Based on this practical advice, it seemed like a paradox that the medical director for the 2005 New York City marathon began extensively advising athletes to limit their fluid intake to no more than 750 milliters per hour. What you may not know is that GPs often attend these large athletic events in order to educate athletes about the effects of hyponatremia, a condition that results when sodium in the blood is abnormally low.

As discussed, some cases can be more dangerous than others. For those who take medication for high blood pressure, for instance, these drugs can exacerbate the problem. Diuretics and pain medications can also cause sodium levels to drop. When combined with an excessive intake of water, symptoms can quickly develop.

So, what’s the verdict?

Check the color of your urine to find out if you've been drinking too much water.
Check the color of your urine to find out if you’ve been drinking too much water.

Drinking a gallon of water a day does offer some key benefits. But, in many cases, you do not require that much. It’s critical that you monitor your intake based on your body’s reaction. Also, it’s highly recommended that you drink warm salt water each morning — made with unrefined, mineral-rich salt.

Checking out the color of your urine is a great way to monitor how your body is doing. Here’s what your urine may be trying to tell you:

  • Transparent: If you are drinking a gallon of water a day, you will likely experience super clear urine. This means that you’re drinking too many fluids. Although this may indicate that more serious health issues have developed, more often than not, you’re overhydrated.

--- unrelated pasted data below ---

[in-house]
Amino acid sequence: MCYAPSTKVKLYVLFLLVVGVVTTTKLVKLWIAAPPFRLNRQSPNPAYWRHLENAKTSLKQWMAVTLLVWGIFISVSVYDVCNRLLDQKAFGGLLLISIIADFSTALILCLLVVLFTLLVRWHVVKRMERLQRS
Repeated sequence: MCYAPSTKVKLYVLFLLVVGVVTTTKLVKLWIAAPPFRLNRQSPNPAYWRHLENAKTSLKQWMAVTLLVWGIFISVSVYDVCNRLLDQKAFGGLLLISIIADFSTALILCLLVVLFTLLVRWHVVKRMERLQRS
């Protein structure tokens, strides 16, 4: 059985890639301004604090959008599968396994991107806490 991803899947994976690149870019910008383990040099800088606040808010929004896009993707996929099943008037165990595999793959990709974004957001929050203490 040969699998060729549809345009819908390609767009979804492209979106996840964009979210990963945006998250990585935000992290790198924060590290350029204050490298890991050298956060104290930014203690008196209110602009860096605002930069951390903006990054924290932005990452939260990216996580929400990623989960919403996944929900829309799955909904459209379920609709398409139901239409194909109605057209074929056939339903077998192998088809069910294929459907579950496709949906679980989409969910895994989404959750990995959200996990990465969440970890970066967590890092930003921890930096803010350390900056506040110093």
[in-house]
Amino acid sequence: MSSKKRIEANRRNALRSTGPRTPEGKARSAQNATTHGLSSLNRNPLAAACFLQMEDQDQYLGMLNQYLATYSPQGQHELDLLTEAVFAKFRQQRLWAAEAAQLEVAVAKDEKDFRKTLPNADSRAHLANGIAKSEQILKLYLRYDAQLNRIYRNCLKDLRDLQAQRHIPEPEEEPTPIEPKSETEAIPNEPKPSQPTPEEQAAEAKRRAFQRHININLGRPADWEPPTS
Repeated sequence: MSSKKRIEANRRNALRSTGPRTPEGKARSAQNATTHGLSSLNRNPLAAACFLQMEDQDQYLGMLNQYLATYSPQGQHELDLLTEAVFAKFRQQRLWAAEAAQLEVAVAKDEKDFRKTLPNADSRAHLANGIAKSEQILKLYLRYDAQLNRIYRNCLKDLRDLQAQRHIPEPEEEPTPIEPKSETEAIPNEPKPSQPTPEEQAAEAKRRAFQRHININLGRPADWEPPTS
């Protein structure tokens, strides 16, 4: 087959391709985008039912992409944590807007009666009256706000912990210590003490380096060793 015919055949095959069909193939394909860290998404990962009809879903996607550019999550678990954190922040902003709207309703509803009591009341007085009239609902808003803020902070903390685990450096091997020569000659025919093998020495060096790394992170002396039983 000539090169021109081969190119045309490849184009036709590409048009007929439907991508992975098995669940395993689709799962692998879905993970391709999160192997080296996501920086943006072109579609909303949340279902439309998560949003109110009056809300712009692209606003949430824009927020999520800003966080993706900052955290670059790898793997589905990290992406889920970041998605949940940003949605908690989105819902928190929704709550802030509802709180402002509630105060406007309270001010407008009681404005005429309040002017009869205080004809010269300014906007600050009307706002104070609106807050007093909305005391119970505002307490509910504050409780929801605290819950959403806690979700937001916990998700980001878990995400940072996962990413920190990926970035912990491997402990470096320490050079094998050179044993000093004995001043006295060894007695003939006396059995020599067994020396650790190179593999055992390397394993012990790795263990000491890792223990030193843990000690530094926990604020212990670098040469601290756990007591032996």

• Dark yellow: This is still considered to be within the normal range. However, as your urine darkens, becoming honey or amber colored, you need to increase your intake of fluids. Drink more water immediately to see if your urine returns to a normal straw or faint yellow color.
  • Brown: At this point, you are seriously dehydrated. Once again, immediately drink water and monitor your urine. If it remains dark, this could be a sign of liver problems, so it’s best to seek an immediate professional opinion.
  • Light pink to red: One night I ate a whole bowl of pickled beets. After going to the bathroom, I was immediately alarmed! My pee was pink, which is common after eating certain foods or taking certain medications. In some cases, however, it may be a sign that there’s blood in your urine. If you cannot pinpoint the natural cause, and you are experiencing other distressing symptoms, it’s best to consult with your physician.

Find a balance with your water intake

This article is not meant to deter you from drinking water by any means; you need to drink ample amounts of water to maintain positive well-being. If you’re one to drink soda daily, swap those cans for filtered water, starting today! After all, they say, “Pure water is the world’s first and foremost medicine.”

At the end of the day, in terms of this challenge, you don’t need to carry around a gallon of water every day and force yourself to get it all down. A good rule of thumb is to drink half of your bodyweight in ounces each day. So if you’re 150 pounds, you need to drink around 75 ounces — or around nine cups. This includes cups of herbal tea.

Of course, if you’re active, you’ll need to increase your intake slightly. Just remember to monitor your body so that you can maintain an optimal electrolyte balance. This means not only focusing on your intake of water and sodium, but also refueling after exercise and keeping a balanced diet.

If you want to try this challenge to achieve clearer skin, lose weight or increase energy levels, all of these health-related goals can be reached through a cleaner, balanced diet. When you eat right and drink enough water, you will naturally experience improvements — without needing to force feed yourself a gallon of water each day. Give your body what it needs, and it’ll do the rest.

— Krista Hillis